Kelly continued to rip into Fitzpatrick's credibility, telling the court he had been demoted from assistant special agent in charge to line agent and that his performance reviews were abominable.
"Did you get a letter from the director of the FBI himself about your deplorable conduct?" Kelly asked.
"Yes,'' Fitzpatrick told the court.
"Mr. Fitzpatrick, isn't it fair to say that you made up FBI reports about interviews that didn't happen?'' Kelly asked.
"No,'' he answered.
"That's what caused you to leave the FBI?'' Kelly continued.
'The reason I left the FBI is because it was corrupt at that level,'' Fitzpatrick stated. He resigned from the FBI in 1986.
Kelly then questioned Fitzpatrick about his claim that he found the rifle that was used to kill Martin Luther King.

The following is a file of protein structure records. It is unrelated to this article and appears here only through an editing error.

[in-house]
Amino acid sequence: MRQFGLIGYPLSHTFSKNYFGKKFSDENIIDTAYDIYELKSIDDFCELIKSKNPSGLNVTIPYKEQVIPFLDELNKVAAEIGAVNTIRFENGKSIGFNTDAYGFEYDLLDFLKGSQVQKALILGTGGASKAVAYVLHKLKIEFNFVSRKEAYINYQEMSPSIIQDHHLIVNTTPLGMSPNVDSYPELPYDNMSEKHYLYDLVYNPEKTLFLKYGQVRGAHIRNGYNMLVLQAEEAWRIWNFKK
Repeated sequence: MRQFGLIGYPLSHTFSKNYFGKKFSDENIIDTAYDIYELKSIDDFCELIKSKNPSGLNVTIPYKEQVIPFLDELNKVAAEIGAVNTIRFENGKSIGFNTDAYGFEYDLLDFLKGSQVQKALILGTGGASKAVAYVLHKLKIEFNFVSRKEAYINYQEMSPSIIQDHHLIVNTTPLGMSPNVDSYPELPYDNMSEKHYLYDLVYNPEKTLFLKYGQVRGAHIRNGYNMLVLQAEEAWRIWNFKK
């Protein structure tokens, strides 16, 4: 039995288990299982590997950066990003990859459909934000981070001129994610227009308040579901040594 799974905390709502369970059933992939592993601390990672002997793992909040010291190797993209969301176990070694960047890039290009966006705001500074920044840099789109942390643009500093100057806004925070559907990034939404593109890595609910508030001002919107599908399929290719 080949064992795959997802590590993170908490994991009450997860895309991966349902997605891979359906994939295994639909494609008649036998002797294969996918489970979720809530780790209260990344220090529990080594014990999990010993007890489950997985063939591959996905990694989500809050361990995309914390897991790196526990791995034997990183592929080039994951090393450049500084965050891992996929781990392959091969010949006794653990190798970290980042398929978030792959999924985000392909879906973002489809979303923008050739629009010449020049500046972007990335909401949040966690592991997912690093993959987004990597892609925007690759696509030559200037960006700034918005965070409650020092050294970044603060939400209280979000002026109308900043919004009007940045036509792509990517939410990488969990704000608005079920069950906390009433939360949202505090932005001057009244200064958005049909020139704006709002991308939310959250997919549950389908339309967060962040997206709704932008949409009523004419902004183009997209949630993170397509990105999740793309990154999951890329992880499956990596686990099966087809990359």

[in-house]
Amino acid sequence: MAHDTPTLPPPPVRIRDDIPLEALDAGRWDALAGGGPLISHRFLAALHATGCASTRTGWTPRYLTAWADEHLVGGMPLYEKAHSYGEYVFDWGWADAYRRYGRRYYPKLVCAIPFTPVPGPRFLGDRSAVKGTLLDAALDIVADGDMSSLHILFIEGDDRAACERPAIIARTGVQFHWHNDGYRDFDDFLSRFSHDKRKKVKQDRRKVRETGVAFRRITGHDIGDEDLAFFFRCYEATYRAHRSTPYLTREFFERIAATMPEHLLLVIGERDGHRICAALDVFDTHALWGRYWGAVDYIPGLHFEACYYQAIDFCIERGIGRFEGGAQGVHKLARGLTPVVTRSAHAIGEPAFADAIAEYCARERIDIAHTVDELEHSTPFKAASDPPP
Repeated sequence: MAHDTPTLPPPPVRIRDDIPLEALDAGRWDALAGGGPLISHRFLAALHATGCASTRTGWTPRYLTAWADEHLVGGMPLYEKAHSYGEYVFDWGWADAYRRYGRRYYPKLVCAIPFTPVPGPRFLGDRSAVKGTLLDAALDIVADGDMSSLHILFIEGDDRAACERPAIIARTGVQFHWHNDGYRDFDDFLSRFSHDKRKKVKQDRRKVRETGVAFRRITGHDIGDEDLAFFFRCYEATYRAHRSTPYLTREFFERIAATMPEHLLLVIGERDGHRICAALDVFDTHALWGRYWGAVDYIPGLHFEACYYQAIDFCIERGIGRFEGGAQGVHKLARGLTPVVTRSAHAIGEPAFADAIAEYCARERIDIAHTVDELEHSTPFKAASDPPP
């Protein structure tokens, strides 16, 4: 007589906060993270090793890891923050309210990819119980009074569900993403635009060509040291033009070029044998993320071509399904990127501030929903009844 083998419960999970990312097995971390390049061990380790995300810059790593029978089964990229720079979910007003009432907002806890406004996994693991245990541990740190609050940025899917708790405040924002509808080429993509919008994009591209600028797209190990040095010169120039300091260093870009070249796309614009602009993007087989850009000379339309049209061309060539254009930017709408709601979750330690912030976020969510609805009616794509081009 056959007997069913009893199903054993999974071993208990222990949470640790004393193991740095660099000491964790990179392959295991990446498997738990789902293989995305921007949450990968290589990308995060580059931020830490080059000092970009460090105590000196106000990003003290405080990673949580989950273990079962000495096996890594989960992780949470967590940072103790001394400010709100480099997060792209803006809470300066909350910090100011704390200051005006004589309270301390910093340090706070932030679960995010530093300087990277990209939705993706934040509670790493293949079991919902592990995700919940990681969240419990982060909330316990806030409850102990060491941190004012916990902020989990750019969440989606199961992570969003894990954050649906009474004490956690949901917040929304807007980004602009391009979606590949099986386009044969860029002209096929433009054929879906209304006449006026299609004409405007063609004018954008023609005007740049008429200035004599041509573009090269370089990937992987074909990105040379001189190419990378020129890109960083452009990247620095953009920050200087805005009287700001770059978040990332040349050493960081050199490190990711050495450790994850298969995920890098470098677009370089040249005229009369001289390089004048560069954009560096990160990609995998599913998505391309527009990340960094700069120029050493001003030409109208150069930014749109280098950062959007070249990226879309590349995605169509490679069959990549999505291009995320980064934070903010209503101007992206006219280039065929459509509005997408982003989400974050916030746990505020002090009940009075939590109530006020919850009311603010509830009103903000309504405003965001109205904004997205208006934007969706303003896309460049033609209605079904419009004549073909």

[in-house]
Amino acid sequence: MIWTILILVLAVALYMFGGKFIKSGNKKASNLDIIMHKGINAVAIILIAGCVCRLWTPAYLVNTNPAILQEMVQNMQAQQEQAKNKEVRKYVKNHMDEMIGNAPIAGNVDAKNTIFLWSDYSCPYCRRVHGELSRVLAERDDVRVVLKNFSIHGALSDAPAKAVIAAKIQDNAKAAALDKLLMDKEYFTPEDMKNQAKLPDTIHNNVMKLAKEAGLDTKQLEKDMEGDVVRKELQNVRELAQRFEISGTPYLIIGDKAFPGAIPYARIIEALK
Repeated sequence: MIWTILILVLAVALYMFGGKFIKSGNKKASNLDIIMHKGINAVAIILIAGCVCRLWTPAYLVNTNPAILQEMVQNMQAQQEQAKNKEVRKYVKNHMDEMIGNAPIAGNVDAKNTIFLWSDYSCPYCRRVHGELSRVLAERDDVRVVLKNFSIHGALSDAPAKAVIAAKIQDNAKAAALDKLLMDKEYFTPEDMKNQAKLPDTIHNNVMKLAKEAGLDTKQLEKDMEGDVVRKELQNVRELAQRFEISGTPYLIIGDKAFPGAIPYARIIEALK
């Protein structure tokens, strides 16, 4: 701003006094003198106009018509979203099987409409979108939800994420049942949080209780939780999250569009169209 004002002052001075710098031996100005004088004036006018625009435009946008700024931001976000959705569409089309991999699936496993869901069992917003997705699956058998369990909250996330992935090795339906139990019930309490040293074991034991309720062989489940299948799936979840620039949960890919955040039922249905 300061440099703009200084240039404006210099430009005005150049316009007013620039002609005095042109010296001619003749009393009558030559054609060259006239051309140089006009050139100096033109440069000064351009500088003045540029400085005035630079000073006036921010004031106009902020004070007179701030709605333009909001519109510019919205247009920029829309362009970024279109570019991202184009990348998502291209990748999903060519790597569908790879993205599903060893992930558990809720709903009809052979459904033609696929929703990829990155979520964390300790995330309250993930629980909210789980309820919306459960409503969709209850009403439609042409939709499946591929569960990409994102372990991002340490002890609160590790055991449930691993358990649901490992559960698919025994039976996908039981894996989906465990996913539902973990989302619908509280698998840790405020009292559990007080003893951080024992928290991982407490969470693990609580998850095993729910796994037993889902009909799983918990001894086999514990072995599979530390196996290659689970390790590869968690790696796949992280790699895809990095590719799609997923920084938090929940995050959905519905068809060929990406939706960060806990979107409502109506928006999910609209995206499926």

"I was the first FBI agent at the scene. I found the rifle,'' Fitzpatrick told the court.
Kelly retorted that the FBI's website did not mention Fitzpatrick in its report on the Martin Luther King assassination and told the witness he was little more than "a courier" who transported the murder weapon which was found by police officers.
On Tuesday, the defense is expected to call Pat Nee, who has been named by government witnesses for his involvement in Bulger's Winter Hill Gang murders. But Nee is expected to plead the fifth.
Confessed hitman John Martorano, who talked freely about murders he carried out allegedly at the behest of Bulger, will also be called back to the stand to talk about the murder of Debbie Davis, who is one of 19 people Bulger is accused of murdering.
If Bulger does not take the stand, jurors could get the case as early as the end of the week.
But in a late motion this morning Bulger defense attorney J.W. Carney asked the court to sequester the jury for the weekend, a request she denied. But the request led to speculation that Bulger would be taking the stand.
Carney has refused to confirm or deny whether his client would testify.